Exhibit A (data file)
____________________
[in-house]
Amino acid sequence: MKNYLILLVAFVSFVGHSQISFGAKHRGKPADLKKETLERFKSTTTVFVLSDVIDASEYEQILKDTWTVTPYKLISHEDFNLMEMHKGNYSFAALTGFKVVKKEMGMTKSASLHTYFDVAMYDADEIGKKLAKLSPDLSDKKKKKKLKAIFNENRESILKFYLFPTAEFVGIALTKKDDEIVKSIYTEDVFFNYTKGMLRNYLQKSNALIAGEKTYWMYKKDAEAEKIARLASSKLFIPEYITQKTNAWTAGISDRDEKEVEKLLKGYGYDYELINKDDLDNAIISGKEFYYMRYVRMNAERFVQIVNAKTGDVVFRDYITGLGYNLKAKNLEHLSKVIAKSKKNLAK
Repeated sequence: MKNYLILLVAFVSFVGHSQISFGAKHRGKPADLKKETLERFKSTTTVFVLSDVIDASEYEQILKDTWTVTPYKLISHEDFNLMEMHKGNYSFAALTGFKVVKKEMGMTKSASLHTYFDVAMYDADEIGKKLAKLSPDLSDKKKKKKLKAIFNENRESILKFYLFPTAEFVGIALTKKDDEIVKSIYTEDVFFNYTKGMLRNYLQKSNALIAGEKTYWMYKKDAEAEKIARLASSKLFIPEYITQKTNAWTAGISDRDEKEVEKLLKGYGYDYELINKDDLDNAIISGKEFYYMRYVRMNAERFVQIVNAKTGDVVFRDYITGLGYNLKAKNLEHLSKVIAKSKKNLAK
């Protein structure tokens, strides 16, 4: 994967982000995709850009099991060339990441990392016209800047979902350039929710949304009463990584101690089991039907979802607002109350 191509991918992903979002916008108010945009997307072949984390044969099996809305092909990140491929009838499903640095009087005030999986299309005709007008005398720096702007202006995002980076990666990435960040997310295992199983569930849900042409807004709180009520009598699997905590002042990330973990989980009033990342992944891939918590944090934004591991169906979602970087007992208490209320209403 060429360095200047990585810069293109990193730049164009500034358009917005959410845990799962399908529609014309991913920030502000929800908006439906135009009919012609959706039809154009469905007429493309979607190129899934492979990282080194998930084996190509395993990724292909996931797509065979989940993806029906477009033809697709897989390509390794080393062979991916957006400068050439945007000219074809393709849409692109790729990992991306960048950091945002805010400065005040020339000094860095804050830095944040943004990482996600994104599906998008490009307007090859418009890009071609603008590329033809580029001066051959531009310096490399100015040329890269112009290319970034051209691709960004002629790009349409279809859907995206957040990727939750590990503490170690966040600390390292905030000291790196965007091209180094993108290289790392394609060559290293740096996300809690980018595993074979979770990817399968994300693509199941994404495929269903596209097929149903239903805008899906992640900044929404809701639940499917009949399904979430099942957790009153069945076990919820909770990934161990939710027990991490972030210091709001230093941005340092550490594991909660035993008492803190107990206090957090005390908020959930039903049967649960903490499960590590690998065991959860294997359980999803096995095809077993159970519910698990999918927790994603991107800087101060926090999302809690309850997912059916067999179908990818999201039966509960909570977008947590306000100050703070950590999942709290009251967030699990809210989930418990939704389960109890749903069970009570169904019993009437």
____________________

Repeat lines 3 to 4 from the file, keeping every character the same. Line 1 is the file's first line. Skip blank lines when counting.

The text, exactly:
Repeated sequence: MKNYLILLVAFVSFVGHSQISFGAKHRGKPADLKKETLERFKSTTTVFVLSDVIDASEYEQILKDTWTVTPYKLISHEDFNLMEMHKGNYSFAALTGFKVVKKEMGMTKSASLHTYFDVAMYDADEIGKKLAKLSPDLSDKKKKKKLKAIFNENRESILKFYLFPTAEFVGIALTKKDDEIVKSIYTEDVFFNYTKGMLRNYLQKSNALIAGEKTYWMYKKDAEAEKIARLASSKLFIPEYITQKTNAWTAGISDRDEKEVEKLLKGYGYDYELINKDDLDNAIISGKEFYYMRYVRMNAERFVQIVNAKTGDVVFRDYITGLGYNLKAKNLEHLSKVIAKSKKNLAK
């Protein structure tokens, strides 16, 4: 994967982000995709850009099991060339990441990392016209800047979902350039929710949304009463990584101690089991039907979802607002109350 191509991918992903979002916008108010945009997307072949984390044969099996809305092909990140491929009838499903640095009087005030999986299309005709007008005398720096702007202006995002980076990666990435960040997310295992199983569930849900042409807004709180009520009598699997905590002042990330973990989980009033990342992944891939918590944090934004591991169906979602970087007992208490209320209403 060429360095200047990585810069293109990193730049164009500034358009917005959410845990799962399908529609014309991913920030502000929800908006439906135009009919012609959706039809154009469905007429493309979607190129899934492979990282080194998930084996190509395993990724292909996931797509065979989940993806029906477009033809697709897989390509390794080393062979991916957006400068050439945007000219074809393709849409692109790729990992991306960048950091945002805010400065005040020339000094860095804050830095944040943004990482996600994104599906998008490009307007090859418009890009071609603008590329033809580029001066051959531009310096490399100015040329890269112009290319970034051209691709960004002629790009349409279809859907995206957040990727939750590990503490170690966040600390390292905030000291790196965007091209180094993108290289790392394609060559290293740096996300809690980018595993074979979770990817399968994300693509199941994404495929269903596209097929149903239903805008899906992640900044929404809701639940499917009949399904979430099942957790009153069945076990919820909770990934161990939710027990991490972030210091709001230093941005340092550490594991909660035993008492803190107990206090957090005390908020959930039903049967649960903490499960590590690998065991959860294997359980999803096995095809077993159970519910698990999918927790994603991107800087101060926090999302809690309850997912059916067999179908990818999201039966509960909570977008947590306000100050703070950590999942709290009251967030699990809210989930418990939704389960109890749903069970009570169904019993009437």